All a New Hampshire woman has to do to cash in on a US$560 million (NZ$770 million) lottery win is publicly release her name, but she's refused.
The woman was the winner of last month's US$560 million Powerball - the sixth-largest US Powerball jackpot on record.
The woman has asked a judge to let her keep the money and remain anonymous, NewHampshire.com reports.
In court documents she stays unidentified as Jane Doe, and has asked she remain forever anonymous, despite New Hampshire Lottery Commission rules requiring a winner sign the back of a winning ticket before being able to claim the prize.
The woman's attorney, Steven Gordon, says she is a long-time resident of New Hampshire and an engaged community member.
"She wishes to continue this work and the freedom to walk into a grocery store or attend public events without being known or targeted as the winner of a half a billion dollars," he writes in court documents.
Lottery officials say the integrity of the game depends on the public identification of its winners as a protection against fraud.
But the woman wishes to live "far from the glare and misfortune that has often fallen upon other lottery winners", documents say.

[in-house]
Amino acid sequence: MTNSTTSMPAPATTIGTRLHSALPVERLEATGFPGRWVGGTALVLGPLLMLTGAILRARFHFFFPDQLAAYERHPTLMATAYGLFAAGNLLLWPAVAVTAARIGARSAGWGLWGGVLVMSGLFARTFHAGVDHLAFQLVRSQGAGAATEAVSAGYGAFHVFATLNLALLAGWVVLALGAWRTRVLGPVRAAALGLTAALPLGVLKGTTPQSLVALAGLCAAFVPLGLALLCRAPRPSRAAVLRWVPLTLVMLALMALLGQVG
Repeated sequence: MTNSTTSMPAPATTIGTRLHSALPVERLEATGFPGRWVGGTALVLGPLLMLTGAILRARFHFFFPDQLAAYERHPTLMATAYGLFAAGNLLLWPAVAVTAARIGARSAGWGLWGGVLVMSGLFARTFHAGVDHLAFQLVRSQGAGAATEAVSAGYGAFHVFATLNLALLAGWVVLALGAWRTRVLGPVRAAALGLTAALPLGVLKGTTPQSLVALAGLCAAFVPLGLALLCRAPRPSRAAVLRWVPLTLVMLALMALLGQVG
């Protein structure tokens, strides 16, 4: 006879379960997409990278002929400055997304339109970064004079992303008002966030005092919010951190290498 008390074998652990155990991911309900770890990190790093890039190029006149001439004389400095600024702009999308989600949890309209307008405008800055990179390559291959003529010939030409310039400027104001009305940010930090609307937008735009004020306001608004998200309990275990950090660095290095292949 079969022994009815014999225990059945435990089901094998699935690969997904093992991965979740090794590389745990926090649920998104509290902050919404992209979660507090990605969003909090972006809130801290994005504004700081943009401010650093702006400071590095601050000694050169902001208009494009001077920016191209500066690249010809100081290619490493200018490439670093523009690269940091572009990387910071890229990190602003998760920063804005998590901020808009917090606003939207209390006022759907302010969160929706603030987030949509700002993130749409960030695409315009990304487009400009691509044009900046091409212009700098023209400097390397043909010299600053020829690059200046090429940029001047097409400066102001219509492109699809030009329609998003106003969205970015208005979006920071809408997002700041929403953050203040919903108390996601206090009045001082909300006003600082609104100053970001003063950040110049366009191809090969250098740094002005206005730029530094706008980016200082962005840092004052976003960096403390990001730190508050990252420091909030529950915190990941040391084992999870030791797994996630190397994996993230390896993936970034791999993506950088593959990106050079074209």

Mr Gordon says the woman intends to contribute a portion of her winnings to a charitable foundation.
"She wishes to be a silent witness to these good works."
According to the court filing, the woman went to the lottery's website and read the instructions on the back of her winning ticket. Following the commission's instructions, she printed her name and other information on the back of the ticket, secured it in a safe place and sought an attorney.
She is asking her name, address and other identifying information remain exempt from disclosure, or she be permitted to white out her name, address, phone number and signature from the back of the ticket and replace that information with trust details.
"After completing and signing the ticket, Ms Doe met with counsel and learned for the first time that a trust could sign for and collect the winnings, thus preserving her privacy," says Mr Gordon.
New Hampshire Lottery executive director Charlie McIntyre says he understands winning is a life-changing event but says procedures are in place for the security and the integrity of the game.
A hearing has been set for February 21 to address the woman's request.